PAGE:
Articles

                            

Boletín de la Sociedad Geológica Mexicana

Volumen 71, núm. 3, 2019, p. 761-772

http://dx.doi.org/10.18268/BSGM2019v71n3a8

 

 
 

 Nueva especie de Laurinoxylon (Lauraceae) de la Formación El Bosque (Eoceno), Chiapas, México

Diana Karen Pérez-Lara1, Emilio Estrada-Ruiz2,*, Carlos Castañeda-Posadas3

 

1Maestría en Biociencias, Departamento de Zoología, Escuela Nacional de Ciencias Biológicas , Instituto Politécnico Nacional, Prolongación de Carpio y Plan de Ayala s/n, 11340, CDMX, México.

2Departamento de Zoología, Laboratorio de Ecología, Escuela Nacional de Ciencias Biológicas, Instituto Politécnico Nacional, Prolongación de Carpio y Plan de Ayala s/n, 11340, CDMX, México.

3Benemérita Universidad Autónoma de Puebla, Facultad de Ciencias Biológicas. Laboratorio de Paleontología. Blvd. Valsequillo y Av. San Claudio, Edificio BIO-1, Ciudad Universitaria, Col. Jardines de San Manuel, C.P. 72570 Puebla, México.

This email address is being protected from spambots. You need JavaScript enabled to view it.

 

Abstract

We describe a new species of the fossil genus Laurinoxylon from the El Bosque Formation (Eocene), Chiapas, Mexico. The new species is characterized by: diffuse porous wood with indistinct growth rings; solitary vessels and in radial multiples of two to three vessels per radial multiple; simple perforation plates; alternate intervessel pits: septate and non-septate fibers; round vessel-ray parenchyma pits, horizontally and vertically elongated with reduced borders; axial parenchyma scanty paratracheal, vasicentric, apotracheal diffuse; heterogeneous rays, and oil cells associated to the ray parenchyma and among the fibers. This fossil genus has been described before from the Cretaceous to the Neogene, worldwide. This is the first formal record of Laurinoxylon and the first Eocene macrofossil report of Lauraceae from Mexico. This new species supports the hypothesis that the Lauraceae had a wide distribution during the past and that Mexico may be an important region for the diversification of the family as evidenced by its fossil record dating from the Late Cretaceous and by the high number of genera and species that currently grow in Mexico.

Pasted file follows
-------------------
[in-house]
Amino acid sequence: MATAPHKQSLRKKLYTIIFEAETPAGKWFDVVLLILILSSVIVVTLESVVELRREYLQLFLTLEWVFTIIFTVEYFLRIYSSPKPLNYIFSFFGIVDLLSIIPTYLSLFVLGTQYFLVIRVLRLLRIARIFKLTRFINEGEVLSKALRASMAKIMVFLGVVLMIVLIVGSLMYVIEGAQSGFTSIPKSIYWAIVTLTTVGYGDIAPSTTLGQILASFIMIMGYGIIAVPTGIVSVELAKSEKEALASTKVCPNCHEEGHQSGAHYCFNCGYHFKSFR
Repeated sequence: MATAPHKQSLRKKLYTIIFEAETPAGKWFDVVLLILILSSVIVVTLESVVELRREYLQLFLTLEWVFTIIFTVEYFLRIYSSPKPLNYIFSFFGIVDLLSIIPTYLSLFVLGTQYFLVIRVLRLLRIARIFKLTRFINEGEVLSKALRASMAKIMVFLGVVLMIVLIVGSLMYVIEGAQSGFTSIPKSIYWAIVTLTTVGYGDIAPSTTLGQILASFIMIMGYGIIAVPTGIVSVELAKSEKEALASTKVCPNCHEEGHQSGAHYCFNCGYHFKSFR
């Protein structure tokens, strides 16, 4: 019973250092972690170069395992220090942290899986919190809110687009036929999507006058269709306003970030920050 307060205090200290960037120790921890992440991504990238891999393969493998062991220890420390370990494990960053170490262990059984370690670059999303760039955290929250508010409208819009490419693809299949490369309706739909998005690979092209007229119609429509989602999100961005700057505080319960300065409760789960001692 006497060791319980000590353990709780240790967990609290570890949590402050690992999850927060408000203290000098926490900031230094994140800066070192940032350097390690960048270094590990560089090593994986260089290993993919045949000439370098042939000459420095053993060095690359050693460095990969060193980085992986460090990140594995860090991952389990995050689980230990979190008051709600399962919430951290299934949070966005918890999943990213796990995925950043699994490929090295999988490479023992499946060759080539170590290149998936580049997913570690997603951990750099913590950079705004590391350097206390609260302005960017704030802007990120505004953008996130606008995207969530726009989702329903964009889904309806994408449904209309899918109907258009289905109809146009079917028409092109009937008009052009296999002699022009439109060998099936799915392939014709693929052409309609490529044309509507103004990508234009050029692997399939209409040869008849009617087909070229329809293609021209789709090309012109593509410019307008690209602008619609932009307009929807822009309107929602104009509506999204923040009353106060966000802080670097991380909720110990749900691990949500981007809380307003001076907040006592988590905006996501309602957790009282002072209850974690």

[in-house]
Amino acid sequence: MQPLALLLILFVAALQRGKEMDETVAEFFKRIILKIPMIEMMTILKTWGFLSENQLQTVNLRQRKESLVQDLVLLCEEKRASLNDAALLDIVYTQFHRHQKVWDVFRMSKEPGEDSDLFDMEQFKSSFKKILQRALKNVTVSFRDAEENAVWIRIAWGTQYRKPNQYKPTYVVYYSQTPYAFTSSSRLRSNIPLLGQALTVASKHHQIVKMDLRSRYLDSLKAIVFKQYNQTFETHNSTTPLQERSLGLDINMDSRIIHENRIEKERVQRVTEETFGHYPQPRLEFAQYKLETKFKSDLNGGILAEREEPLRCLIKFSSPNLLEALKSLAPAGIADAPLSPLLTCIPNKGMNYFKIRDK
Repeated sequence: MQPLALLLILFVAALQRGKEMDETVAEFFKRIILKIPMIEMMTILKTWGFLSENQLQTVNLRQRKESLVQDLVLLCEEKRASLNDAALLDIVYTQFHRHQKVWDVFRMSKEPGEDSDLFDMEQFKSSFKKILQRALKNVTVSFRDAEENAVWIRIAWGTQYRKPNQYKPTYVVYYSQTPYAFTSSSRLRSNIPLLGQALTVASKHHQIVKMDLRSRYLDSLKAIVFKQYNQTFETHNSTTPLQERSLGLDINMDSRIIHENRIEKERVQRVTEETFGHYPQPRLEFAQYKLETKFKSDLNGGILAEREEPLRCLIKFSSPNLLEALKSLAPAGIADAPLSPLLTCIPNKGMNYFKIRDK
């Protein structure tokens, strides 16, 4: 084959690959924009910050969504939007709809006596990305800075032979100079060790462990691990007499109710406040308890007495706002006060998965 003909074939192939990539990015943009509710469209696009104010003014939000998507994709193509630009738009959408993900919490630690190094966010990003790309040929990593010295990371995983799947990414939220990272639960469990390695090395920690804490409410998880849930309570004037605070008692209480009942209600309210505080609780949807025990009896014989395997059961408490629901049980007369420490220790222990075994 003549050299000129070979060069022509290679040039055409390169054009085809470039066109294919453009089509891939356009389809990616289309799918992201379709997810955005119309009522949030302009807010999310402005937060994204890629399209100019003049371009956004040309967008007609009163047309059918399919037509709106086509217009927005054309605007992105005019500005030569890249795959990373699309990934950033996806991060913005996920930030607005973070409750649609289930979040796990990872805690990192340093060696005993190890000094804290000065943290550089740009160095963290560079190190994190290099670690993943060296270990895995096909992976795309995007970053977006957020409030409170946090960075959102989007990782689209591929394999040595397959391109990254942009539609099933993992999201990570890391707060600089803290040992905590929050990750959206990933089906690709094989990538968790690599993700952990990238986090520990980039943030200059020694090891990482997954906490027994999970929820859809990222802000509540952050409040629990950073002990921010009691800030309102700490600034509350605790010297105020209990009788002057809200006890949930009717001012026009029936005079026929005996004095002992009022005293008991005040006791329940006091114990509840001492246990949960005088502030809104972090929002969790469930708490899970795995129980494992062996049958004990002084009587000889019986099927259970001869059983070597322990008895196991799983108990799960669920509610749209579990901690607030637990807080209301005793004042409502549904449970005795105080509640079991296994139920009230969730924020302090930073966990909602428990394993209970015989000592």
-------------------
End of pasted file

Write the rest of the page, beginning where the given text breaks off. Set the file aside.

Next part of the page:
Keywords: Eocene, Laurinoxylon, El Bosque Formation, Chiapas, Mexico, fossil wood.